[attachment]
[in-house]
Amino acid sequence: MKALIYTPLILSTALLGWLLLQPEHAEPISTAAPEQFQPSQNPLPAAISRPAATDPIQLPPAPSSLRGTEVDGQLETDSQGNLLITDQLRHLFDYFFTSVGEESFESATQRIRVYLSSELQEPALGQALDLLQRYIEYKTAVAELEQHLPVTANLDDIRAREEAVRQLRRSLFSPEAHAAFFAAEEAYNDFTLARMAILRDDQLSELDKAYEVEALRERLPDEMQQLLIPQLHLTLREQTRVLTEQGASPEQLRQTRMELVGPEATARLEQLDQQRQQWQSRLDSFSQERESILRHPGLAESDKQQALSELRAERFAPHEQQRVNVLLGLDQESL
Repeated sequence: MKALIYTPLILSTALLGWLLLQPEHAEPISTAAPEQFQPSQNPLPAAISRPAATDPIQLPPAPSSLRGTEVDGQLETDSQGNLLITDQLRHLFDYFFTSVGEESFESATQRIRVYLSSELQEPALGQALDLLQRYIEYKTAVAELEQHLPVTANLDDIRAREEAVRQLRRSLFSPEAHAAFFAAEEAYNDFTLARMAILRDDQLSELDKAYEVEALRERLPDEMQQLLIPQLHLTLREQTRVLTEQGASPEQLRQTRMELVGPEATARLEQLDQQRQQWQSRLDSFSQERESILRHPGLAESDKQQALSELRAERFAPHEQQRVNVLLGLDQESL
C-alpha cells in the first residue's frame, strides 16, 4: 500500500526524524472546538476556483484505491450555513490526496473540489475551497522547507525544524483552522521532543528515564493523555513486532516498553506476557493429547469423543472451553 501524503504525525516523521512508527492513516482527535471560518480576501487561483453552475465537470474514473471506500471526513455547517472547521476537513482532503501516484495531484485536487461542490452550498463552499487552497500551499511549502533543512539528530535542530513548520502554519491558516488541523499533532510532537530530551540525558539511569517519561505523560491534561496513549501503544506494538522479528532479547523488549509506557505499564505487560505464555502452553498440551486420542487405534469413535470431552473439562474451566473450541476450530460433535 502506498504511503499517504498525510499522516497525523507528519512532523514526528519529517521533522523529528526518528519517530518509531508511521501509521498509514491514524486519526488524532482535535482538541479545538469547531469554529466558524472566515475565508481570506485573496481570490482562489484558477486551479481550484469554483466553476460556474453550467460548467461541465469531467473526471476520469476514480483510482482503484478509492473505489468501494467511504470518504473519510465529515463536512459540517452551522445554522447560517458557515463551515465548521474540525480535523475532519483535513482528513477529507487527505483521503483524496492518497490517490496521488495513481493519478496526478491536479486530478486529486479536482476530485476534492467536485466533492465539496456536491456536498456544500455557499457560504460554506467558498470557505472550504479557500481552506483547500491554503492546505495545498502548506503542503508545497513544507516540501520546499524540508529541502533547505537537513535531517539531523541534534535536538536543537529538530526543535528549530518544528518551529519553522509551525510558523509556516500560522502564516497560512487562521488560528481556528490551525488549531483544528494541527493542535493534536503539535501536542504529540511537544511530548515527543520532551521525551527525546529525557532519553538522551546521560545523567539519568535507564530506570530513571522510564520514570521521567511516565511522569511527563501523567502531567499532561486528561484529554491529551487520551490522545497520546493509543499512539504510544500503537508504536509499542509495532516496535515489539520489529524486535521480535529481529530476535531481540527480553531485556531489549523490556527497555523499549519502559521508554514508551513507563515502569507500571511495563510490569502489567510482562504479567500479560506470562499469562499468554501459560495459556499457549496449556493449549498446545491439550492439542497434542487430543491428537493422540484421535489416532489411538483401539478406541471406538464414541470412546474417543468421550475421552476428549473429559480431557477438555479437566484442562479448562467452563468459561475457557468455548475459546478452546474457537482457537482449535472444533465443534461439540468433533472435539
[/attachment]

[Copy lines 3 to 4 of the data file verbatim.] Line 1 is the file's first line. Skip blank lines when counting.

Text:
Repeated sequence: MKALIYTPLILSTALLGWLLLQPEHAEPISTAAPEQFQPSQNPLPAAISRPAATDPIQLPPAPSSLRGTEVDGQLETDSQGNLLITDQLRHLFDYFFTSVGEESFESATQRIRVYLSSELQEPALGQALDLLQRYIEYKTAVAELEQHLPVTANLDDIRAREEAVRQLRRSLFSPEAHAAFFAAEEAYNDFTLARMAILRDDQLSELDKAYEVEALRERLPDEMQQLLIPQLHLTLREQTRVLTEQGASPEQLRQTRMELVGPEATARLEQLDQQRQQWQSRLDSFSQERESILRHPGLAESDKQQALSELRAERFAPHEQQRVNVLLGLDQESL
C-alpha cells in the first residue's frame, strides 16, 4: 500500500526524524472546538476556483484505491450555513490526496473540489475551497522547507525544524483552522521532543528515564493523555513486532516498553506476557493429547469423543472451553 501524503504525525516523521512508527492513516482527535471560518480576501487561483453552475465537470474514473471506500471526513455547517472547521476537513482532503501516484495531484485536487461542490452550498463552499487552497500551499511549502533543512539528530535542530513548520502554519491558516488541523499533532510532537530530551540525558539511569517519561505523560491534561496513549501503544506494538522479528532479547523488549509506557505499564505487560505464555502452553498440551486420542487405534469413535470431552473439562474451566473450541476450530460433535 502506498504511503499517504498525510499522516497525523507528519512532523514526528519529517521533522523529528526518528519517530518509531508511521501509521498509514491514524486519526488524532482535535482538541479545538469547531469554529466558524472566515475565508481570506485573496481570490482562489484558477486551479481550484469554483466553476460556474453550467460548467461541465469531467473526471476520469476514480483510482482503484478509492473505489468501494467511504470518504473519510465529515463536512459540517452551522445554522447560517458557515463551515465548521474540525480535523475532519483535513482528513477529507487527505483521503483524496492518497490517490496521488495513481493519478496526478491536479486530478486529486479536482476530485476534492467536485466533492465539496456536491456536498456544500455557499457560504460554506467558498470557505472550504479557500481552506483547500491554503492546505495545498502548506503542503508545497513544507516540501520546499524540508529541502533547505537537513535531517539531523541534534535536538536543537529538530526543535528549530518544528518551529519553522509551525510558523509556516500560522502564516497560512487562521488560528481556528490551525488549531483544528494541527493542535493534536503539535501536542504529540511537544511530548515527543520532551521525551527525546529525557532519553538522551546521560545523567539519568535507564530506570530513571522510564520514570521521567511516565511522569511527563501523567502531567499532561486528561484529554491529551487520551490522545497520546493509543499512539504510544500503537508504536509499542509495532516496535515489539520489529524486535521480535529481529530476535531481540527480553531485556531489549523490556527497555523499549519502559521508554514508551513507563515502569507500571511495563510490569502489567510482562504479567500479560506470562499469562499468554501459560495459556499457549496449556493449549498446545491439550492439542497434542487430543491428537493422540484421535489416532489411538483401539478406541471406538464414541470412546474417543468421550475421552476428549473429559480431557477438555479437566484442562479448562467452563468459561475457557468455548475459546478452546474457537482457537482449535472444533465443534461439540468433533472435539